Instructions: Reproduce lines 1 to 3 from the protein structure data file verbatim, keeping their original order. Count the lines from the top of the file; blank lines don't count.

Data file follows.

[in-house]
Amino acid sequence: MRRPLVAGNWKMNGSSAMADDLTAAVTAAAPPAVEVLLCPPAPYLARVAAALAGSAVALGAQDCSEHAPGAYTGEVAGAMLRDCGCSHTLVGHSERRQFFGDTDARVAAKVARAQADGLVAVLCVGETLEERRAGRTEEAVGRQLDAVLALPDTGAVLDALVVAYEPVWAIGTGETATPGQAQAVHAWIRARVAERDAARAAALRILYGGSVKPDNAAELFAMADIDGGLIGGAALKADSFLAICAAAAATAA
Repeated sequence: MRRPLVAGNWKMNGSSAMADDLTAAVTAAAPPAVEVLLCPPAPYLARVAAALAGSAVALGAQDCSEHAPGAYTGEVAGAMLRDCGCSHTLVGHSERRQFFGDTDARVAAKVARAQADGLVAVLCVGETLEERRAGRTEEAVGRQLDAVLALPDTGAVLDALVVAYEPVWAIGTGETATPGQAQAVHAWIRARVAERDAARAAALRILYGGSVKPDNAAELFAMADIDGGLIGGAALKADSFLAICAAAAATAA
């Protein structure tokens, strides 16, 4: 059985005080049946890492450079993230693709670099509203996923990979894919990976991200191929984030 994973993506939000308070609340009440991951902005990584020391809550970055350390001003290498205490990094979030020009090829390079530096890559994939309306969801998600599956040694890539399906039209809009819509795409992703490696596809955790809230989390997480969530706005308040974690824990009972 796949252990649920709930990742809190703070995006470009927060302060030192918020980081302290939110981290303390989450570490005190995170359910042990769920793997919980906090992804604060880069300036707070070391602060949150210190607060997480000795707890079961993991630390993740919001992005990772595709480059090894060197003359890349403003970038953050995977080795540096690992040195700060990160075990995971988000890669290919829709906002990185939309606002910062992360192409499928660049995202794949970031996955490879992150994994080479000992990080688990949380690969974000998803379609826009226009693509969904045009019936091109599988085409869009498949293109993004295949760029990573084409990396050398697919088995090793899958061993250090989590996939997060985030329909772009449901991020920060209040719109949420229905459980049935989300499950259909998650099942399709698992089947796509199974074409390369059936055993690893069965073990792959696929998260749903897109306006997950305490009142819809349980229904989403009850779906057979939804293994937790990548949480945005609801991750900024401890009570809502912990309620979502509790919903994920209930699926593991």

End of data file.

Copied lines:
[in-house]
Amino acid sequence: MRRPLVAGNWKMNGSSAMADDLTAAVTAAAPPAVEVLLCPPAPYLARVAAALAGSAVALGAQDCSEHAPGAYTGEVAGAMLRDCGCSHTLVGHSERRQFFGDTDARVAAKVARAQADGLVAVLCVGETLEERRAGRTEEAVGRQLDAVLALPDTGAVLDALVVAYEPVWAIGTGETATPGQAQAVHAWIRARVAERDAARAAALRILYGGSVKPDNAAELFAMADIDGGLIGGAALKADSFLAICAAAAATAA
Repeated sequence: MRRPLVAGNWKMNGSSAMADDLTAAVTAAAPPAVEVLLCPPAPYLARVAAALAGSAVALGAQDCSEHAPGAYTGEVAGAMLRDCGCSHTLVGHSERRQFFGDTDARVAAKVARAQADGLVAVLCVGETLEERRAGRTEEAVGRQLDAVLALPDTGAVLDALVVAYEPVWAIGTGETATPGQAQAVHAWIRARVAERDAARAAALRILYGGSVKPDNAAELFAMADIDGGLIGGAALKADSFLAICAAAAATAA